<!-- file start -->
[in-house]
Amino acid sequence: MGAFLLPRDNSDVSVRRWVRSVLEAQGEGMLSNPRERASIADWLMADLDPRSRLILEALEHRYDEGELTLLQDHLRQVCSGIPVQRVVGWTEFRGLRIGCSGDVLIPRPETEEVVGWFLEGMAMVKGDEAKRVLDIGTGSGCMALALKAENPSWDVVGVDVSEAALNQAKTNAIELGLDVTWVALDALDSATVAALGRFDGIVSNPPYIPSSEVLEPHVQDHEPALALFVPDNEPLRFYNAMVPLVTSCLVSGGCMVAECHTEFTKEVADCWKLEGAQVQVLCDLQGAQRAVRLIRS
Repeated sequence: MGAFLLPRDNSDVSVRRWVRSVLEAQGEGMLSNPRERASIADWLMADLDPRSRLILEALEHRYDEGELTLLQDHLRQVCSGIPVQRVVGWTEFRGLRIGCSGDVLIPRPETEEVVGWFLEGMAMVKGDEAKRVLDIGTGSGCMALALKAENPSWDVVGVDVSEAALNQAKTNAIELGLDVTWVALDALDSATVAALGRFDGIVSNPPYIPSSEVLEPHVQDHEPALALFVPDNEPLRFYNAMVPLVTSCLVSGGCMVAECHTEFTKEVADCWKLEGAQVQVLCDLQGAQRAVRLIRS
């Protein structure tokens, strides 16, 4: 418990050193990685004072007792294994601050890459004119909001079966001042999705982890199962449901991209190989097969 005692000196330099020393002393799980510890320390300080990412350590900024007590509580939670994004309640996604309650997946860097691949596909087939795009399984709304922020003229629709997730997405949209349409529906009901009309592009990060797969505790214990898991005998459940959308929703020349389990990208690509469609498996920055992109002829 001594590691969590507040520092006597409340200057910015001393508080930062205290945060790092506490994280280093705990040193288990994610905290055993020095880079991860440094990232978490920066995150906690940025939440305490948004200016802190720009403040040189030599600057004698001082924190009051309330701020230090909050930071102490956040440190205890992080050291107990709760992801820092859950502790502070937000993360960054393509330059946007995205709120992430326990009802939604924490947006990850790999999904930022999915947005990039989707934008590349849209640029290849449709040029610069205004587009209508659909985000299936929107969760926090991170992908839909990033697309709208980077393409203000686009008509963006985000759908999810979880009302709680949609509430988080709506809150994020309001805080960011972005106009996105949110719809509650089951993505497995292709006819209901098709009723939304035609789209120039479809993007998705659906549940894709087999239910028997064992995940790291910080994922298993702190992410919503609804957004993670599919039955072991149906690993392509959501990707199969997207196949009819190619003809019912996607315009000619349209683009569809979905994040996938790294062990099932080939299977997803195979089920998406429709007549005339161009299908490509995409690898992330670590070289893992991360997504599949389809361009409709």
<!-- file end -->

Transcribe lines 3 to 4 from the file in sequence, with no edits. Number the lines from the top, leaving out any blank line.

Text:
Repeated sequence: MGAFLLPRDNSDVSVRRWVRSVLEAQGEGMLSNPRERASIADWLMADLDPRSRLILEALEHRYDEGELTLLQDHLRQVCSGIPVQRVVGWTEFRGLRIGCSGDVLIPRPETEEVVGWFLEGMAMVKGDEAKRVLDIGTGSGCMALALKAENPSWDVVGVDVSEAALNQAKTNAIELGLDVTWVALDALDSATVAALGRFDGIVSNPPYIPSSEVLEPHVQDHEPALALFVPDNEPLRFYNAMVPLVTSCLVSGGCMVAECHTEFTKEVADCWKLEGAQVQVLCDLQGAQRAVRLIRS
């Protein structure tokens, strides 16, 4: 418990050193990685004072007792294994601050890459004119909001079966001042999705982890199962449901991209190989097969 005692000196330099020393002393799980510890320390300080990412350590900024007590509580939670994004309640996604309650997946860097691949596909087939795009399984709304922020003229629709997730997405949209349409529906009901009309592009990060797969505790214990898991005998459940959308929703020349389990990208690509469609498996920055992109002829 001594590691969590507040520092006597409340200057910015001393508080930062205290945060790092506490994280280093705990040193288990994610905290055993020095880079991860440094990232978490920066995150906690940025939440305490948004200016802190720009403040040189030599600057004698001082924190009051309330701020230090909050930071102490956040440190205890992080050291107990709760992801820092859950502790502070937000993360960054393509330059946007995205709120992430326990009802939604924490947006990850790999999904930022999915947005990039989707934008590349849209640029290849449709040029610069205004587009209508659909985000299936929107969760926090991170992908839909990033697309709208980077393409203000686009008509963006985000759908999810979880009302709680949609509430988080709506809150994020309001805080960011972005106009996105949110719809509650089951993505497995292709006819209901098709009723939304035609789209120039479809993007998705659906549940894709087999239910028997064992995940790291910080994922298993702190992410919503609804957004993670599919039955072991149906690993392509959501990707199969997207196949009819190619003809019912996607315009000619349209683009569809979905994040996938790294062990099932080939299977997803195979089920998406429709007549005339161009299908490509995409690898992330670590070289893992991360997504599949389809361009409709």